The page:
All the users are imported (only admin can create accounts), they receive an activation email to connect with a one-time login. What I would like to know is how to display the date when they actually came at first (first login) and/or activate their account with the account process (password changing and save)?

Apart from the basic profile augmented with a few fields, my users have a native role that is dropped when they activate their account just to unlock automatically a function. So if there is a lead on "when the role was removed or changed" that I can't figure out right now, I might work with that.

I didn't put https://www.drupal.org/project/login_history yet unfortunately.

1 Answer 1


There is no field that stores this information in the database.

The only thing you have by default are user account creation date, last login date and last access time.

Once a user has logged in for a second time those values are no use to you.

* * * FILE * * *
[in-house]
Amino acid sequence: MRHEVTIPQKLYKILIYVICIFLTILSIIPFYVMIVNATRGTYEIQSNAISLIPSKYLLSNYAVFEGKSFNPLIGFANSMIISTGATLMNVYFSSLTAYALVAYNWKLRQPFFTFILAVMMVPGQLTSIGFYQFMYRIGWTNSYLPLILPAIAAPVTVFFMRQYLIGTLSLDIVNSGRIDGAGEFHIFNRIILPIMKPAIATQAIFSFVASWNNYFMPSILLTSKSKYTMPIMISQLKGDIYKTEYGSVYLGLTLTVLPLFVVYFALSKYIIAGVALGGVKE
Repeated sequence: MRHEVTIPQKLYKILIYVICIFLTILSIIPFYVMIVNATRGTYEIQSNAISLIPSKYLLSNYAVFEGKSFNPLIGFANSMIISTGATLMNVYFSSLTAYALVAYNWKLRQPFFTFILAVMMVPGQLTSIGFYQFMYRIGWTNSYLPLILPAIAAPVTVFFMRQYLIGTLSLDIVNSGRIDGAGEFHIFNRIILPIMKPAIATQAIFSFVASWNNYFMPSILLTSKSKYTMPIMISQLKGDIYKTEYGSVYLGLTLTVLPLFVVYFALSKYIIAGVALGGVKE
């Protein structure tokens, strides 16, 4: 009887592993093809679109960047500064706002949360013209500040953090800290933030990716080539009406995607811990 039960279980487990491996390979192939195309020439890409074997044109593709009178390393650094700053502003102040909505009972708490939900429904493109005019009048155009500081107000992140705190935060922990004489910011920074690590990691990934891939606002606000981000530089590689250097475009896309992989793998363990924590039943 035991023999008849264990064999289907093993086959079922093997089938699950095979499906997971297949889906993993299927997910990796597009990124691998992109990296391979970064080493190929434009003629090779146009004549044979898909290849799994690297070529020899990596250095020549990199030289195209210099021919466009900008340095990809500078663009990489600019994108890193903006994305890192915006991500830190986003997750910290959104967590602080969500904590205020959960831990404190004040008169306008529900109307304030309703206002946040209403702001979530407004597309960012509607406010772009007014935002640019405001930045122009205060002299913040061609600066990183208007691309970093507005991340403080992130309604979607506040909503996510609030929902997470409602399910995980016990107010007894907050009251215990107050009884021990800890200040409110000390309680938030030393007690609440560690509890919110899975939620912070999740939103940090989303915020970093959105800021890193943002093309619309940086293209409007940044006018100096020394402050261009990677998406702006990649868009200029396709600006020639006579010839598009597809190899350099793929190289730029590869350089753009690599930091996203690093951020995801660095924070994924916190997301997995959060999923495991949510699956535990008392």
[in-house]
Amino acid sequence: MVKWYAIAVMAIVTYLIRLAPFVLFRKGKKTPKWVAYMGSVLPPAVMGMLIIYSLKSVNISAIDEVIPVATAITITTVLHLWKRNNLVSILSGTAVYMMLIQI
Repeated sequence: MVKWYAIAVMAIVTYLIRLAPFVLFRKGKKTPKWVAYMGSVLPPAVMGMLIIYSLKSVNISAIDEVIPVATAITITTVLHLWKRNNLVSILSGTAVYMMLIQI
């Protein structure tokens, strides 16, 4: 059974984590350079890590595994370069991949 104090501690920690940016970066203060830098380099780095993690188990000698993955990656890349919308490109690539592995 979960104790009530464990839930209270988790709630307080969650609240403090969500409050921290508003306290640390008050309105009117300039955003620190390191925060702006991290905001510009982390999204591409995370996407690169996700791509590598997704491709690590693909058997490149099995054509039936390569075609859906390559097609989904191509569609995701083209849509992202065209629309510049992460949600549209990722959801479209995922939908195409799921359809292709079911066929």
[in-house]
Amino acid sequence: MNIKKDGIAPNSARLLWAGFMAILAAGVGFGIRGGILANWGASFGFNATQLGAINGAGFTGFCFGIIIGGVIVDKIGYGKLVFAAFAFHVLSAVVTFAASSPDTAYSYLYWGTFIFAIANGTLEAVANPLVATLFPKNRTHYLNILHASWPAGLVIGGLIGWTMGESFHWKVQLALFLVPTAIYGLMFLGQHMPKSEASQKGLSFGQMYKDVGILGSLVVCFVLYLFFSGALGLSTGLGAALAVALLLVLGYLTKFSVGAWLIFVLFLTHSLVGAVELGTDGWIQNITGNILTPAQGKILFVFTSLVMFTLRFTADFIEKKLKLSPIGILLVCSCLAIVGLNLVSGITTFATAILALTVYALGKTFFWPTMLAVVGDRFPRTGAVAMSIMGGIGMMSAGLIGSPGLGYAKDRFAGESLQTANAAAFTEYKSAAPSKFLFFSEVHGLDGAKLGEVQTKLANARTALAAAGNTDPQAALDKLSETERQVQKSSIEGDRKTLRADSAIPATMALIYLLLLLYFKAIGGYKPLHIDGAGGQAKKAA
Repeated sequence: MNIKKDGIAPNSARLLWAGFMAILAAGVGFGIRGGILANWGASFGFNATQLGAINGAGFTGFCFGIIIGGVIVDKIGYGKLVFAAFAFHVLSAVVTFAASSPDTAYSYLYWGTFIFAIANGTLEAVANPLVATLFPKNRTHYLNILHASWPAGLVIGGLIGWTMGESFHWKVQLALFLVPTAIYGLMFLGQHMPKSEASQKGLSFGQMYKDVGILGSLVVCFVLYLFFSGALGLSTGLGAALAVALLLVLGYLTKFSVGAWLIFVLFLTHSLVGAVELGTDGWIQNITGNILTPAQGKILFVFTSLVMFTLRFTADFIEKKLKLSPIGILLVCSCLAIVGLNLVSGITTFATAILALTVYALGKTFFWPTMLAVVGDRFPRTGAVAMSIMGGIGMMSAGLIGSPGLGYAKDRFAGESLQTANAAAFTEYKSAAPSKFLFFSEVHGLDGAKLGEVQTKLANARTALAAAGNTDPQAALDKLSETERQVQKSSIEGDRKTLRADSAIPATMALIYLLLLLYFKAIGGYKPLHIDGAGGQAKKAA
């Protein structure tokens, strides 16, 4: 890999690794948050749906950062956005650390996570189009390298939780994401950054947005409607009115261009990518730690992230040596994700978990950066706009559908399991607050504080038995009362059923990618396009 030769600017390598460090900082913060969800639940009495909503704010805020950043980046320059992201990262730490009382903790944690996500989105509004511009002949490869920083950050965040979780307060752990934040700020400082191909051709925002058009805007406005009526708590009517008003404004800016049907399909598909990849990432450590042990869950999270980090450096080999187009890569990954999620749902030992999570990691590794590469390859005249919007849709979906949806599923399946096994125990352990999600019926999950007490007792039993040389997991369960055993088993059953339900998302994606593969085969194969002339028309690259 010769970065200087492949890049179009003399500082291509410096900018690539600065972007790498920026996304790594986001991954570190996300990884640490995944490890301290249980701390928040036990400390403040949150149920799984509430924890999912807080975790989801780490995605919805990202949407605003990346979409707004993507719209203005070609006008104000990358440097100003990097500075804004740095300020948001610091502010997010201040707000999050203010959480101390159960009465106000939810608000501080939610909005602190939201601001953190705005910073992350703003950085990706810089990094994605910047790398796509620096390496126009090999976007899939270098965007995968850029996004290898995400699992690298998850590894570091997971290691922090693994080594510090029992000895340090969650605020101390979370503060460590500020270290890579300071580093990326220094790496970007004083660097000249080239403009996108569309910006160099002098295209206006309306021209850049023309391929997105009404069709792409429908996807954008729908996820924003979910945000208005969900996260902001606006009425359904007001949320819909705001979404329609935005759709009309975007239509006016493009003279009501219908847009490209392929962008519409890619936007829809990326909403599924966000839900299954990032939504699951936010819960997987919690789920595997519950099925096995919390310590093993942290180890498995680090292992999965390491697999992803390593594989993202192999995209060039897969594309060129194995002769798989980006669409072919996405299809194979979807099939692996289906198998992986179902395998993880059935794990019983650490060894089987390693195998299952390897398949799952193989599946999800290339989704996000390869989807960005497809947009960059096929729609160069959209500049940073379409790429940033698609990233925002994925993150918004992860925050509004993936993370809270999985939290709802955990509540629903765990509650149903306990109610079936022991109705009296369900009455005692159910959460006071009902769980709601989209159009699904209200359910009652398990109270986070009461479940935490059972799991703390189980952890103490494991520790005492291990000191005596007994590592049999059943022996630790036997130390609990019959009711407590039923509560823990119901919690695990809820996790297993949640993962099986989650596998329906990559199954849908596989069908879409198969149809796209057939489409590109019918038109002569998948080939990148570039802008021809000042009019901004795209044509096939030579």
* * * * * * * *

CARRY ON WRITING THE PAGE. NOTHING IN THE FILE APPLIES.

There are also not user revisions by default so you can't see when the first time a user changes their username/password/etc. you can only see the data the most recent change was made.

The only way is to use something like login history or user revisions, however that only helps you from now on, not for existing users.

Off the top of my head I can't think of any way you can get reliable data for this for existing users.

Actually, the drupal watchdog log stores user login events.

When a user logs in this watchdog call happens:

watchdog('user', 'Session opened for %name.', array('%name' => $user->name));

So if you check your drupal logs for "Session opened for" you can find all user logins.
This will only help you if you have a record of all your watchdog logs since the beginning of your site (probably not likely).
If you only use the dblog module that logs to the drupal watchdog table it is likely you don't have all logs because old ones will usually be purged to keep the database table size under control.
If you use the syslog module to that logs to your web server's file system it is possible that you could have backups of all logs for the whole life of your site, however that also isn't guaranteed.
It's probable that old logs are also purged in this case too.

  • I thought I actually scheduled a daily watchdog backup just in case. Now I can't find it. The idea is pretty good otherwise. I am still looking into it for a little while before giving up...
    – Tritof
    Oct 29, 2014 at 13:48

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